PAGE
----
In some cities and states, it’s not even legal to sell lattes laced with CBD. And then you’ve got Oakland, California, which decriminalized “magic mushrooms” known to cause hallucinations in 2019. Similarly, over in Colorado, residents of Denver narrowly voted that year to make possession and consumption of psilocybin mushrooms “the lowest law enforcement priority.” (In Colorado, the mushrooms remain illegal, however, and it is still a felony to sell them.) Other cities have since followed suit with decriminalization, but Oregon went a step further on November 3, 2020, passing a measure with 56.12 percent of the vote to legalize psilocybin.
Given how rapidly opinions and laws are changing with regard to cannabis, these new moves at state and city levels raise the question if magic mushrooms are slated to get the marijuana treatment. The medical community is split on the safety of psilocybin mushrooms with some experts pointing to true health benefits of these substances, including helping with anxiety and depression, chronic pain, and irritable bowel syndrome. Conversely, consumption can lead to psychotic episodes or engagement in potentially reckless behavior.
Many questions about psilocybin mushrooms remain in part because the medical community—and the U.S. government—has been unwilling to study them and other psychedelic compounds. Therefore, growing interest comes from independent research organizations, like Multidisciplinary Association for Psychedelic Studies (MAPS), The Beckley Foundation, and the Heffter Research Institute. (The soap company Dr. Bronner contributes to MAPS’s research, although its latest donation is intended for research into MDMA, another psychedelic drug, and mental health issues.)
American citizens hold conflicting views on psychedelic mushrooms, too. As Time pointed out, 53 percent of respondents to a 2017 YouGov survey said they support medical research of psychedelic drugs, yet a Vox survey from 2016 found that only 22 percent of people support decriminalizing magic mushrooms.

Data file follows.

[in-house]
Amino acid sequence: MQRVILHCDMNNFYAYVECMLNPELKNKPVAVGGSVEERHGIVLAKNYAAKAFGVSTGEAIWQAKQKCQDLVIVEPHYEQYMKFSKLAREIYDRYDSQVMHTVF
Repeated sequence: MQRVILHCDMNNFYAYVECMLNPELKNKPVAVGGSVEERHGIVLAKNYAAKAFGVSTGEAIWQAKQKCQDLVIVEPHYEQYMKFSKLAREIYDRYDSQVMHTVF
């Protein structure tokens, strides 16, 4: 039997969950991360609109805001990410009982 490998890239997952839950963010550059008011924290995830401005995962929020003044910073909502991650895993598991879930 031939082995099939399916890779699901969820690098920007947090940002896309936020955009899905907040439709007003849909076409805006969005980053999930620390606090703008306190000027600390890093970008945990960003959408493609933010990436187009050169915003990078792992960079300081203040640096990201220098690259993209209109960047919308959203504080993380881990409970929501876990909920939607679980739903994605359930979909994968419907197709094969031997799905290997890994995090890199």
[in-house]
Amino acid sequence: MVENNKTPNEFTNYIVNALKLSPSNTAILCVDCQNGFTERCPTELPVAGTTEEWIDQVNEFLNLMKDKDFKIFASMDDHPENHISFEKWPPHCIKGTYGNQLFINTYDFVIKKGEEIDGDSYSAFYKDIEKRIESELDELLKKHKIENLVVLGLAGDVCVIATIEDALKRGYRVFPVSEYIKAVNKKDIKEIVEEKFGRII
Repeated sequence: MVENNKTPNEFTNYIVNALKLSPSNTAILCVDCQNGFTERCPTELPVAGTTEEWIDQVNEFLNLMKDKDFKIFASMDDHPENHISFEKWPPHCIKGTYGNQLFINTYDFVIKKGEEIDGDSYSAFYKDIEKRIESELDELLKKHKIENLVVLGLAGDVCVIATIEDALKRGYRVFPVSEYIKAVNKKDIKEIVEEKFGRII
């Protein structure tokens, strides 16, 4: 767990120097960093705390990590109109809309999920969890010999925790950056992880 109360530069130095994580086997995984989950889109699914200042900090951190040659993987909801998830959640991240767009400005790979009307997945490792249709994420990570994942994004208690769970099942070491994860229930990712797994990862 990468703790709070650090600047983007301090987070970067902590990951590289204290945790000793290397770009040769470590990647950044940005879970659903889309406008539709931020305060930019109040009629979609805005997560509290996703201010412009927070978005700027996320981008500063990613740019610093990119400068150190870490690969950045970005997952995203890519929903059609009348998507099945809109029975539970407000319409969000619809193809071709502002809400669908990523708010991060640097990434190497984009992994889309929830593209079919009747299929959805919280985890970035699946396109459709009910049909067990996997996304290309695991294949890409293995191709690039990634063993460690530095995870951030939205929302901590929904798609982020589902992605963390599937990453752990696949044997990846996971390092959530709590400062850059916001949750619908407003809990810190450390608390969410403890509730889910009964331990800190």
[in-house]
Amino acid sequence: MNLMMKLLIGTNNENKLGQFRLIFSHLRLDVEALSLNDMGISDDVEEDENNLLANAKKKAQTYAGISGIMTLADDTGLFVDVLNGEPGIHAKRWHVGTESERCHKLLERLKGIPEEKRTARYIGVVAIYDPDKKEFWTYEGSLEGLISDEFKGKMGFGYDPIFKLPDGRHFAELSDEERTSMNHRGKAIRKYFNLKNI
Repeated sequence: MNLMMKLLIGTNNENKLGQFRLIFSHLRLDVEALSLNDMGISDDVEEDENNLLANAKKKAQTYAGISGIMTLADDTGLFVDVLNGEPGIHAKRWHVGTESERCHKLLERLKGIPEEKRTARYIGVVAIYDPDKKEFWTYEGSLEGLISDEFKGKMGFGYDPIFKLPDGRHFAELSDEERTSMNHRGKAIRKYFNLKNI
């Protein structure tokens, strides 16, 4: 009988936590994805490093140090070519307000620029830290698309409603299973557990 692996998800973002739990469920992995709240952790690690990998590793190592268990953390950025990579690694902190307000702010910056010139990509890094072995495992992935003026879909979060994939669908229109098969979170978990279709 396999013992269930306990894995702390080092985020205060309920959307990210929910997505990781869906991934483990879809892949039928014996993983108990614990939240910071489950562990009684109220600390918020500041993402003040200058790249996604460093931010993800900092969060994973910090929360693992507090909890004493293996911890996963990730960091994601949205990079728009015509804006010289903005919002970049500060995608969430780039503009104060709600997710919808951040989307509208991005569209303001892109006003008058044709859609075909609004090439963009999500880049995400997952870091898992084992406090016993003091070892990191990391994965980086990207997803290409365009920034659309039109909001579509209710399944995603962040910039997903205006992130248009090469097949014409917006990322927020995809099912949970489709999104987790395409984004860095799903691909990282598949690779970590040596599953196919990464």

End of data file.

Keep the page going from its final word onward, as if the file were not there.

“Criminal penalties for drug use and/or possession aren’t particularly effective at deterring use.” —Albert Garcia-Romeu, PhD
With decriminalization and legalization, it’s likely that more people across the country will become curious about psychedelic mushrooms and want to experiment with them, says Albert Garcia-Romeu, PhD, an assistant professor of psychiatry and behavioral sciences at Johns Hopkins University School of Medicine who specializes in psychedelics. “My concern is that like most drugs, psilocybin can be abused and carries risk, and that local decriminalization initiatives like those in Denver may open the door to an uptick in irresponsible use, particularly by individuals claiming to provide ‘therapeutic’ services, but who have little or no qualification to do so, and among vulnerable populations like people struggling with depression or other mental health conditions,” he says. Dr. Garcia adds that if there’s an uptick in irresponsible psilocybin use, it will work against the medical community’s lobbying efforts to study its benefits.
Still, Dr. Garcia personally sees the Denver’s decriminalization of psilocybin mushrooms as a step forward. “Criminal penalties for drug use and/or possession aren’t particularly effective at deterring use, and generally tend to penalize already marginalized communities like the poor and people of color,” he says, adding that criminal charges for psilocybin possession comprise only a very small percentage of drug arrests.
For now, we’ll have to watch what happens in Oregon, Oakland, and Denver to see how it sets the tone for cities and states nationwide. “I am cautiously optimistic about the ramifications of the vote in Denver and other similar initiatives, but ultimately time will tell how this plays out,” says Dr. Garcia.
Originally published May 9, 2019; updated June 7, 2019; updated November 5, 2020.
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